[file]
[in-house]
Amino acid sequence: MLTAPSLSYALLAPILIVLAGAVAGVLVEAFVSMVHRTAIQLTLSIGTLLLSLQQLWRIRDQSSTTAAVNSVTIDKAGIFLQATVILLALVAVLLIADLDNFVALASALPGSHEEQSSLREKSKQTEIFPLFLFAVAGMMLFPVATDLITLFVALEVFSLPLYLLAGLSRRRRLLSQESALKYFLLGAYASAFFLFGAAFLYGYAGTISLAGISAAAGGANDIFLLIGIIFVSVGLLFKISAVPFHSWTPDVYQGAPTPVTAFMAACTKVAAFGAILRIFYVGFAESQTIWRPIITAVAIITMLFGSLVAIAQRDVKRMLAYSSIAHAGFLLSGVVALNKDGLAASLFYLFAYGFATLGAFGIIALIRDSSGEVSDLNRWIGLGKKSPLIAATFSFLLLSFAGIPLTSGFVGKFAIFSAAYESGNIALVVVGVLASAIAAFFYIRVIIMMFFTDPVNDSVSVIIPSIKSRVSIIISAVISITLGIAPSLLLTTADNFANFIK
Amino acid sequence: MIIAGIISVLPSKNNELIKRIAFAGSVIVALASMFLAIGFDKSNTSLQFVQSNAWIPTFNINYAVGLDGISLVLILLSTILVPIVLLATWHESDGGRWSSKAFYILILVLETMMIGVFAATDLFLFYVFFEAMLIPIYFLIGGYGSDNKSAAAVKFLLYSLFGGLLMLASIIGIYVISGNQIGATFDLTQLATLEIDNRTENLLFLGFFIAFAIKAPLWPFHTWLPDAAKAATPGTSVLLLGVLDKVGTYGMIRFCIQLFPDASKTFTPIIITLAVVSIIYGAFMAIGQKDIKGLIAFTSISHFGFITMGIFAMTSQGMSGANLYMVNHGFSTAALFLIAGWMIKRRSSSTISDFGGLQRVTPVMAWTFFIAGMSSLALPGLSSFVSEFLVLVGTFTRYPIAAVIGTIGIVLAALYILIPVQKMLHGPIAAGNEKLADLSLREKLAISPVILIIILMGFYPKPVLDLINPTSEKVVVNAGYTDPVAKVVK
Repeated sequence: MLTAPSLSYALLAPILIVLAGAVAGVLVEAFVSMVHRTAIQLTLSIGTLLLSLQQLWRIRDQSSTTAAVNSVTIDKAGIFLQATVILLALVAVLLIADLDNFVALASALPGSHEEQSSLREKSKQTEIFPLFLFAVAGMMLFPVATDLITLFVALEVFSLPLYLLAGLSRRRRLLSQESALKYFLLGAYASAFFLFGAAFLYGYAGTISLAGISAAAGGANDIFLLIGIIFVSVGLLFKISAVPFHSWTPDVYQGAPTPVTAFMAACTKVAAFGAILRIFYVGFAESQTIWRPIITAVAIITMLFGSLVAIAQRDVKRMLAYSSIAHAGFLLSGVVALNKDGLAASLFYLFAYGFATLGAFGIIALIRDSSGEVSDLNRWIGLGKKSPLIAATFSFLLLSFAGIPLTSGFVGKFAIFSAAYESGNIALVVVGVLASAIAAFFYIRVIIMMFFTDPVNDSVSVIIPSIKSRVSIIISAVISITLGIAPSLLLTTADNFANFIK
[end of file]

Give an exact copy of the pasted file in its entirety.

[in-house]
Amino acid sequence: MLTAPSLSYALLAPILIVLAGAVAGVLVEAFVSMVHRTAIQLTLSIGTLLLSLQQLWRIRDQSSTTAAVNSVTIDKAGIFLQATVILLALVAVLLIADLDNFVALASALPGSHEEQSSLREKSKQTEIFPLFLFAVAGMMLFPVATDLITLFVALEVFSLPLYLLAGLSRRRRLLSQESALKYFLLGAYASAFFLFGAAFLYGYAGTISLAGISAAAGGANDIFLLIGIIFVSVGLLFKISAVPFHSWTPDVYQGAPTPVTAFMAACTKVAAFGAILRIFYVGFAESQTIWRPIITAVAIITMLFGSLVAIAQRDVKRMLAYSSIAHAGFLLSGVVALNKDGLAASLFYLFAYGFATLGAFGIIALIRDSSGEVSDLNRWIGLGKKSPLIAATFSFLLLSFAGIPLTSGFVGKFAIFSAAYESGNIALVVVGVLASAIAAFFYIRVIIMMFFTDPVNDSVSVIIPSIKSRVSIIISAVISITLGIAPSLLLTTADNFANFIK
Amino acid sequence: MIIAGIISVLPSKNNELIKRIAFAGSVIVALASMFLAIGFDKSNTSLQFVQSNAWIPTFNINYAVGLDGISLVLILLSTILVPIVLLATWHESDGGRWSSKAFYILILVLETMMIGVFAATDLFLFYVFFEAMLIPIYFLIGGYGSDNKSAAAVKFLLYSLFGGLLMLASIIGIYVISGNQIGATFDLTQLATLEIDNRTENLLFLGFFIAFAIKAPLWPFHTWLPDAAKAATPGTSVLLLGVLDKVGTYGMIRFCIQLFPDASKTFTPIIITLAVVSIIYGAFMAIGQKDIKGLIAFTSISHFGFITMGIFAMTSQGMSGANLYMVNHGFSTAALFLIAGWMIKRRSSSTISDFGGLQRVTPVMAWTFFIAGMSSLALPGLSSFVSEFLVLVGTFTRYPIAAVIGTIGIVLAALYILIPVQKMLHGPIAAGNEKLADLSLREKLAISPVILIIILMGFYPKPVLDLINPTSEKVVVNAGYTDPVAKVVK
Repeated sequence: MLTAPSLSYALLAPILIVLAGAVAGVLVEAFVSMVHRTAIQLTLSIGTLLLSLQQLWRIRDQSSTTAAVNSVTIDKAGIFLQATVILLALVAVLLIADLDNFVALASALPGSHEEQSSLREKSKQTEIFPLFLFAVAGMMLFPVATDLITLFVALEVFSLPLYLLAGLSRRRRLLSQESALKYFLLGAYASAFFLFGAAFLYGYAGTISLAGISAAAGGANDIFLLIGIIFVSVGLLFKISAVPFHSWTPDVYQGAPTPVTAFMAACTKVAAFGAILRIFYVGFAESQTIWRPIITAVAIITMLFGSLVAIAQRDVKRMLAYSSIAHAGFLLSGVVALNKDGLAASLFYLFAYGFATLGAFGIIALIRDSSGEVSDLNRWIGLGKKSPLIAATFSFLLLSFAGIPLTSGFVGKFAIFSAAYESGNIALVVVGVLASAIAAFFYIRVIIMMFFTDPVNDSVSVIIPSIKSRVSIIISAVISITLGIAPSLLLTTADNFANFIK